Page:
However, unless we are in a court with a very smart Judge, I don’t trust reasoning that much, maybe 20%. If you’ve ever been (or watched) a securities trader (they trade stocks and bonds) or observed a hospital, you would see that emotions and personal interests rule this world. I cannot tell how wonderful a ruthless CEO behaved when his child suffering cancer. Seriously, go down to the stock market or the hospital for a day, you won’t trust that reasoning test employers give you anymore. The point is, when you actually enter the room, listen to and watch your opponents/partners/allies, think about his substances: position – (PERSONAL) interests – (PERSONAL) needs – emotions – values – perceptions.

As Hemingway said – “Before you act, listen. Before you react, think”, don’t make assumptions, be aware of your own preconceptions and biases. You can always probe your opponents – Ask “What if…?”

3-Define the common ground of interest 

Now, this is the art of letting someone have it your way, or shall we say Diplomacy.


(Please excuse my hand writing)

There is nothing to negotiate if there is not a common (ground of) interest. Therefore, in many cases, there should be pre-negotiations about the common ground of interest; so that parties will not waste time later on arguing about totally different interests and needs.

Let’s focus on interests, not positions – this philosophy is very effective for both bilateral and multilateral negotiations.

4-Negotiate nicely (but “inflexibly”)

Our best asset is Trust. With Trust life would be so much easier. If your partners/opponents/allies don’t believe in what you say and don’t believe that you will actually do what you promise – NO DEAL.

If they trust you, you have a level of control over the situation. Trust is the ideal situation that we want to build and earn. However, let not lose ourselves. Therefore, work to establish trust with your straight-dealing and honesty, without compromising on substances and without being naive about how far to trust the other side.

The difficult negotiator is charming and inflexible. She/he is NOT loose, rude and doesn’t invent confusion and/or stupid problems.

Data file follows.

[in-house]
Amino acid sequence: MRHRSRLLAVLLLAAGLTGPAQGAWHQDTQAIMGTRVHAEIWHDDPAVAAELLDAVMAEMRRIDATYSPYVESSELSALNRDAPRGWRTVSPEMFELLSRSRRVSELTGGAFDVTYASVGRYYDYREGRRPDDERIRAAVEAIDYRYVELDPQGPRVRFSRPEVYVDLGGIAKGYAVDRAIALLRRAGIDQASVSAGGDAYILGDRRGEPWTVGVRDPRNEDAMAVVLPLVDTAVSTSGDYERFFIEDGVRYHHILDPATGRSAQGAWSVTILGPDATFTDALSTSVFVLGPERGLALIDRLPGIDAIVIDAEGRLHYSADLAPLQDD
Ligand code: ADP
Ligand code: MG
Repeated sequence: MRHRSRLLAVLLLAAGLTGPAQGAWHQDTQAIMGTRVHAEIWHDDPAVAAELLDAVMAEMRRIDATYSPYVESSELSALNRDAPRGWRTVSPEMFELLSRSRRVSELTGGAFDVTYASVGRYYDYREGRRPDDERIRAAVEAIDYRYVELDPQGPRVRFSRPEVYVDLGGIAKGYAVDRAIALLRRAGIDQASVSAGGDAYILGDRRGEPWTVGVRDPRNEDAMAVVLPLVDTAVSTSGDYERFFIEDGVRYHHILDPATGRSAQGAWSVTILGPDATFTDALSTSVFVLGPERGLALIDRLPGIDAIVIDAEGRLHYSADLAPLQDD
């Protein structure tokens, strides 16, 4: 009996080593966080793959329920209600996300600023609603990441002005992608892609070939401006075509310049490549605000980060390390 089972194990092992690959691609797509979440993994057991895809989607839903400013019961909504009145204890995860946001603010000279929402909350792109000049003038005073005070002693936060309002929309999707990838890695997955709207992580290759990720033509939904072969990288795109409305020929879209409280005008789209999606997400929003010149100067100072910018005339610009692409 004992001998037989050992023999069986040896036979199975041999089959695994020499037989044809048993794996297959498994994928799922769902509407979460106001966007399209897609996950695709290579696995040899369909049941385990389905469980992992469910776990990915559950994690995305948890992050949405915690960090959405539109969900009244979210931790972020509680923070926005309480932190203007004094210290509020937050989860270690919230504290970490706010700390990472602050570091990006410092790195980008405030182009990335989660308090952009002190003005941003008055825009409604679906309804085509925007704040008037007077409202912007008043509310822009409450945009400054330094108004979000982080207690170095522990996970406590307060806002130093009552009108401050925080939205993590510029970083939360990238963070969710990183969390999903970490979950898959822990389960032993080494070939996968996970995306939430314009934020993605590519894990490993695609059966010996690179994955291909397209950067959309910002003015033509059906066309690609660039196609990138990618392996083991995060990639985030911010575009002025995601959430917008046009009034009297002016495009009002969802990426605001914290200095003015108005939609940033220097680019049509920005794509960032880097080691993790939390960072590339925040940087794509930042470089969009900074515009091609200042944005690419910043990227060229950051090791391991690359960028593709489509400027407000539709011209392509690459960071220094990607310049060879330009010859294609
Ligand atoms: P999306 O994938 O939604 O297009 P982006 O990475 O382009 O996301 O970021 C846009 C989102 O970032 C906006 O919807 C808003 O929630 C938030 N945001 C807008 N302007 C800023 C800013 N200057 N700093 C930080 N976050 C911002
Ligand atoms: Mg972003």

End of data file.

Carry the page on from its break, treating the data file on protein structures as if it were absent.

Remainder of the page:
With my special thanks to Dr Karl-Henrik Robert, Founder – The Natural Step, and Dr Peter Collecott, Former British Ambassador to Brazil, for your coaching of system thinking and diplomacy.

This is Part 16 of my ‘How to get Everything you want’ series, previous parts can be found via links below:

How to get Everything you want (THEN WHAT?)

Part 1: Every (great) thing in life starts with a vision. Create your vision!

Part 2: Count what you have AND what you don’t yet have; be grateful for both!

Part 3: Take a walk

Part 4: Create your A—>B agenda. Stick to it.

Part 5: Do your homework. Research. Get to know-how (at least theoretically).

Part 6: Differentiate between pure fairy tales and ambitious (but doable) dreams.

Part 7: When you get stuck, unplug yourself from work for a while, go out and enjoy life. Set yourself time to come back to work.

Part 8: DO your best everyday (for yourself first), the rest will come.

Part 9: Select the people that you keep (closely) around yourself.

Part 10: Be patient while accumulating (please don’t be patient sitting there doing nothing).

Part 11: Be happy living frugally, then (one day) you can have it all and will still be happy, then (one day) you may lose everything and will still be happy.

Part 12: Test yourself to see if you have what it takes to get Everything you want.

Part 13: Be Remarkable, create things that are closest to perfection, pay attention to detail.

Part 14: Habits are powerful. Create some good ones.

Part 15: Go with the flow

– Skye